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Dr. Kay’s 12 Things to Expect from Your Vet

February 1st, 2012 · 3 Comments
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Veterinarian-client relationships are now a two-way street. Gone are the days when we accepted our vet’s diagnosis without question.

Modern advances in veterinary medicine give us more options than ever to keep our beloved companion animals happy and healthy. And it doesn’t matter if we live on a frugal budget or a millionaire’s lifestyle: it’s up to us to keep the lines of communication open with our vet to ensure we have all the information necessary to make informed choices about our animals’ care.

One way we can make this happen is with Dr. Nancy Kay’s latest book, “Your Dog’s Best Health: A Dozen Reasonable Things to Expect From Your Vet.”

For many of us, the first major medical decision we had to make for our dog was deciding whether or not to amputate a diseased or broken leg. This scary situation is now made easier with Dr. Kay’s help.

First, Look at Your Relationship

For example, the number one aspect that influences whether or not you receive quality service is finding a vet who practices “relationship centered care.” This means that the vet will

“ . . . recognize that their responsibilities expand beyond their patients to include the emotional well-being of their clients. They are willing to be a source of empathy and support. Vets who are oriented towards relationship centered care believe in collaborative decision-making. Rather than telling their clients what to do, they make recommendations, and then ask for feedback, questions and concerns.”

A vet who rolls her eyes when you mention that you’ve been researching online, or refuses to address your concerns about pain management, can hinder your dog’s well-being (and your sanity). And a vet who refuses to take your concerns and experience into consideration when recommending treatment can end up costing you hundreds of dollars. For example, if your vet cannot diagnose your dog’s condition after a few visits but never refers you elsewhere for a second opinion, you’re probably paying for excessive and unnecessary tests and office visits.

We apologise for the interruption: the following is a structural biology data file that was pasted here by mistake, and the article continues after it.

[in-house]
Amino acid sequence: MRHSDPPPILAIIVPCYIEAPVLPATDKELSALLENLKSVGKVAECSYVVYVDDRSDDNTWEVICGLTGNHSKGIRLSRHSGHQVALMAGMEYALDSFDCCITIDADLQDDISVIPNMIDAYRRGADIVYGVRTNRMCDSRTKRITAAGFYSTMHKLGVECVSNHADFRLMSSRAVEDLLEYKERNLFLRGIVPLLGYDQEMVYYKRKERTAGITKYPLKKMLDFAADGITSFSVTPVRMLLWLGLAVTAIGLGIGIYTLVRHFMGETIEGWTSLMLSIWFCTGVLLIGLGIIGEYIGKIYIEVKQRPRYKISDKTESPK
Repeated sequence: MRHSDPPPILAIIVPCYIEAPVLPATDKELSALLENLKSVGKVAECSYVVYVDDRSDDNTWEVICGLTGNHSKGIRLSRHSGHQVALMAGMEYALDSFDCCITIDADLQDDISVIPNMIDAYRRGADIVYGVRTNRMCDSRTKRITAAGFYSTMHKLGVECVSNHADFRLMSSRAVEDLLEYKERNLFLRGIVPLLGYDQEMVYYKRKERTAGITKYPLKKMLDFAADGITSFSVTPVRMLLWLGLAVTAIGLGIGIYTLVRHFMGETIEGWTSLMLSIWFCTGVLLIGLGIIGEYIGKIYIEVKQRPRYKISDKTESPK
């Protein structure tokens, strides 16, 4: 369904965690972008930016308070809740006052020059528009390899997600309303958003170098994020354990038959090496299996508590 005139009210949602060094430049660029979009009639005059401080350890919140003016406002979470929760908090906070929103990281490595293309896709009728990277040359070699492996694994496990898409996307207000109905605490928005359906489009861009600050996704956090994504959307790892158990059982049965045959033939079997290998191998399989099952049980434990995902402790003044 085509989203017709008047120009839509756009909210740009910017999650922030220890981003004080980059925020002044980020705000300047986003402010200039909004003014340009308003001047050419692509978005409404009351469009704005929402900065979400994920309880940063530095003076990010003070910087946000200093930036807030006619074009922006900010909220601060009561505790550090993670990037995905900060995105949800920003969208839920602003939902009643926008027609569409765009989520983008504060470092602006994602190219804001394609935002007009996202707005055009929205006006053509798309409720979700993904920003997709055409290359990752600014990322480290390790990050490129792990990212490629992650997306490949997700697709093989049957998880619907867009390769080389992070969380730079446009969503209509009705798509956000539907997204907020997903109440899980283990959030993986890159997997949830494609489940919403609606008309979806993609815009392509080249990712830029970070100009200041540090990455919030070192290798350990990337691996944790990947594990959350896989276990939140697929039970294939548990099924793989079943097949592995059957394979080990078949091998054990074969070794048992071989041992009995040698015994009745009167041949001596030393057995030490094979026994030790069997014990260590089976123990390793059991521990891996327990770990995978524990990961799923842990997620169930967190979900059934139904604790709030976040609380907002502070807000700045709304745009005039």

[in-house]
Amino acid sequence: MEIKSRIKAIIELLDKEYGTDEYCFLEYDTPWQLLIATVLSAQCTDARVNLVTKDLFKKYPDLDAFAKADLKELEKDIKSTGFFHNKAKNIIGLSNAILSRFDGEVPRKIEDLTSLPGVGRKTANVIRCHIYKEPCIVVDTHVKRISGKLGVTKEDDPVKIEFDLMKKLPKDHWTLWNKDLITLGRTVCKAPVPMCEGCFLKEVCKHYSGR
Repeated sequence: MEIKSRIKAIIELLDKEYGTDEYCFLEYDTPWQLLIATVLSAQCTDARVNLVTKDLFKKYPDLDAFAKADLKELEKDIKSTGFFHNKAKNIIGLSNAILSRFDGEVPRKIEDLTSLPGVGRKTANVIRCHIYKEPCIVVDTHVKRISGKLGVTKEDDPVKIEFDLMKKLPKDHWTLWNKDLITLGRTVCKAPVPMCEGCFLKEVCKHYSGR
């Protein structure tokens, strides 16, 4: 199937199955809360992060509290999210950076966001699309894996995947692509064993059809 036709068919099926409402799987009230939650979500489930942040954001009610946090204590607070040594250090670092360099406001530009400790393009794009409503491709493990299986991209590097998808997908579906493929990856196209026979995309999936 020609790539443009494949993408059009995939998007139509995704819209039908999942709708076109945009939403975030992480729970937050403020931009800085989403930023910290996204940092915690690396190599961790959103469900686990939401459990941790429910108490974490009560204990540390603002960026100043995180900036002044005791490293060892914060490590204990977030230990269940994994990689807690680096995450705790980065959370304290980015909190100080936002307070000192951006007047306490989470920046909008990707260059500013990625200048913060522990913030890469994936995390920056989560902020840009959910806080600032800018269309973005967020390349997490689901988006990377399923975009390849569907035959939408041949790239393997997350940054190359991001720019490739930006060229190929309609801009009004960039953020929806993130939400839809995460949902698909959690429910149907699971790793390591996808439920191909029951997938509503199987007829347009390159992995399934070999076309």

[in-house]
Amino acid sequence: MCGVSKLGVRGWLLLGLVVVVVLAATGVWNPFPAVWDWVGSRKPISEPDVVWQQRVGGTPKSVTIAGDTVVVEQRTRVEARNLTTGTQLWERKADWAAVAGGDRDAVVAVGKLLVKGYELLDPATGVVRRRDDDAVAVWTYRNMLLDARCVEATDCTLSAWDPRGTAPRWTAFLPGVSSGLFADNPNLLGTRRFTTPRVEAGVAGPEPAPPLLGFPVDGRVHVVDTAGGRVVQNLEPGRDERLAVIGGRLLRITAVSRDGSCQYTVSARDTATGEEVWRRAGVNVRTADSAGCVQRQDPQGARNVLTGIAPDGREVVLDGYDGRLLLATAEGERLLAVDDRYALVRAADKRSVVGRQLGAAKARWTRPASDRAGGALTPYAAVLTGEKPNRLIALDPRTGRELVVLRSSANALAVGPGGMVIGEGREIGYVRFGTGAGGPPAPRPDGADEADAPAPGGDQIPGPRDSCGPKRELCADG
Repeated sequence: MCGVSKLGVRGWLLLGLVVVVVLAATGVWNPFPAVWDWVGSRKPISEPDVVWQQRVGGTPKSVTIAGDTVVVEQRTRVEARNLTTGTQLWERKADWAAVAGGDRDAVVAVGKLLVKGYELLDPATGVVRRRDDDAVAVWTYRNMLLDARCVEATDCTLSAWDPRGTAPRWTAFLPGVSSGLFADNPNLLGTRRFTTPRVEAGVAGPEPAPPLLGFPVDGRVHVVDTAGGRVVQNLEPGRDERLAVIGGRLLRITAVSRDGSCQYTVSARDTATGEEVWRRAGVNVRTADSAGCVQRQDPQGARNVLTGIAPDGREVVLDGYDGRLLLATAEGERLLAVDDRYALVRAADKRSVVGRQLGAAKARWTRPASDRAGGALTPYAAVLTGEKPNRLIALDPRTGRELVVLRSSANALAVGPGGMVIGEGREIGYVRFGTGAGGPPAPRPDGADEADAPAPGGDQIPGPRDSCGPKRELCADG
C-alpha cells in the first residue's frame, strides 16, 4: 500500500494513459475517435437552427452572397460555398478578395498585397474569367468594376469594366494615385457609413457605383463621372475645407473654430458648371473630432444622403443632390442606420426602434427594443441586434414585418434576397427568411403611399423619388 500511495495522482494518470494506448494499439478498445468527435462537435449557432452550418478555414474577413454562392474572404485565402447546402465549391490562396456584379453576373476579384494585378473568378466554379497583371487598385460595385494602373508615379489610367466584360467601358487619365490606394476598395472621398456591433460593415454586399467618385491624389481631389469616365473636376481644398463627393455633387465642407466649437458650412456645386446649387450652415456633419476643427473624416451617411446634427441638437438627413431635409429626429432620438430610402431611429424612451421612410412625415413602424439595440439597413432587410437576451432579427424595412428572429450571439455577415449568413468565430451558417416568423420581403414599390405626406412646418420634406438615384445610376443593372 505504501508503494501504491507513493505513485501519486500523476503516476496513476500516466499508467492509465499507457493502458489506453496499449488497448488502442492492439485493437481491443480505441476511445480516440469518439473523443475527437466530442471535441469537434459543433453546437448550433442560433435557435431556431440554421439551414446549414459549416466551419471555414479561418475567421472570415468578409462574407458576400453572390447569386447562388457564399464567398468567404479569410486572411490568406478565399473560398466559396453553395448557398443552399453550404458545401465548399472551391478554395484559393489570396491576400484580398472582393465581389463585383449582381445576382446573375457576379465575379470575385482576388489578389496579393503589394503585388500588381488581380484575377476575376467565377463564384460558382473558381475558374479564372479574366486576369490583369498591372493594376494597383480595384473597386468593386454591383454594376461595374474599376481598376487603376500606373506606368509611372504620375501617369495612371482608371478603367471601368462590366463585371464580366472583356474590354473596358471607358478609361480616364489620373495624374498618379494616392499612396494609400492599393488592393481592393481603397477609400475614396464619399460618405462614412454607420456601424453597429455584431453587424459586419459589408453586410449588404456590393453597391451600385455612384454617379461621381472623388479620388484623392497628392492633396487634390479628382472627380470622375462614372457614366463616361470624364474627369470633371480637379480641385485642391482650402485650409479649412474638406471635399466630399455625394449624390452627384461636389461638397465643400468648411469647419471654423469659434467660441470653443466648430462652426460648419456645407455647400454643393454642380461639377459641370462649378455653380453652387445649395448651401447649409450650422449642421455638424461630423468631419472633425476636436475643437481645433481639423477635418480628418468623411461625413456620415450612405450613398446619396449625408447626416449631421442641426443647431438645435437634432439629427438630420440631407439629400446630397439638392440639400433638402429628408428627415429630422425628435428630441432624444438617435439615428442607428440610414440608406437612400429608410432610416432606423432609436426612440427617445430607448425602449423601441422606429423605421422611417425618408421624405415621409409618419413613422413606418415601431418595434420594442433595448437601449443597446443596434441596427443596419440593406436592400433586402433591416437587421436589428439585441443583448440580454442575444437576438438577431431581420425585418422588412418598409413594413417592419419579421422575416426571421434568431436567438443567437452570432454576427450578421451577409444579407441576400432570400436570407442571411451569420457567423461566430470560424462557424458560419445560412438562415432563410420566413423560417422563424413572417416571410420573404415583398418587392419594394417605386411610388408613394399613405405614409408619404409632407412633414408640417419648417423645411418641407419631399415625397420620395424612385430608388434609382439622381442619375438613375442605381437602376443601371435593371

According to Dr. Kay, the 12 elements of a good veterinary team are comprised of vets who:

  1. Practice Relationship Centered Care
  2. Provide Round-the-Clock Care
  3. Give Clients Access to “The Back” of the Hospital
  4. Present All Treatment Options Regardless of Cost
  5. Offer Written Cost Estimates
  6. Promptly Provide Referrals for Second Opinions and Specialized Care
  7. Will Tailor Vaccinations to Your Dog’s Health and Your Concerns
  8. Are Open to Talking About Your Dog’ Diet
  9. Will Listen to Your Internet Research Discoveries
  10. Allow Email Communications
  11. Offer Visitation Hours When Your Dog is Hospitalized
  12. Will Provide a Safe Place to Be with Your Dog at the Very End of His Life

Finding your perfect vet is so much easier with Dr. Kay’s guidance. We’ve read both of her books cover-to-cover and as a result can provide you with the basics necessary to make good decisions about your Tripawd’s veterinary care.

Your Dog’s Best Health: A Dozen Reasonable Things to Expect From Your Vet is a fast, easy read and perfect for the pet parent who’s in the midst of medical turmoil with their Tripawd. At just under 100 pages, you’ll quickly learn about all of the most critical aspects of finding quality veterinary services.

Once things calm down, you can dig much deeper into this subject with Dr. Kay’s previous book, an in-depth guide to finding the right vet and getting the best care called “Speaking for Spot: Be the Advocate Your Dog Needs to Live a Happy, Healthy, Longer Life.”

Paws up to Dr. Kay for sending us her new book and helping the Tripawds community get the care that our beloved animal companions deserve!


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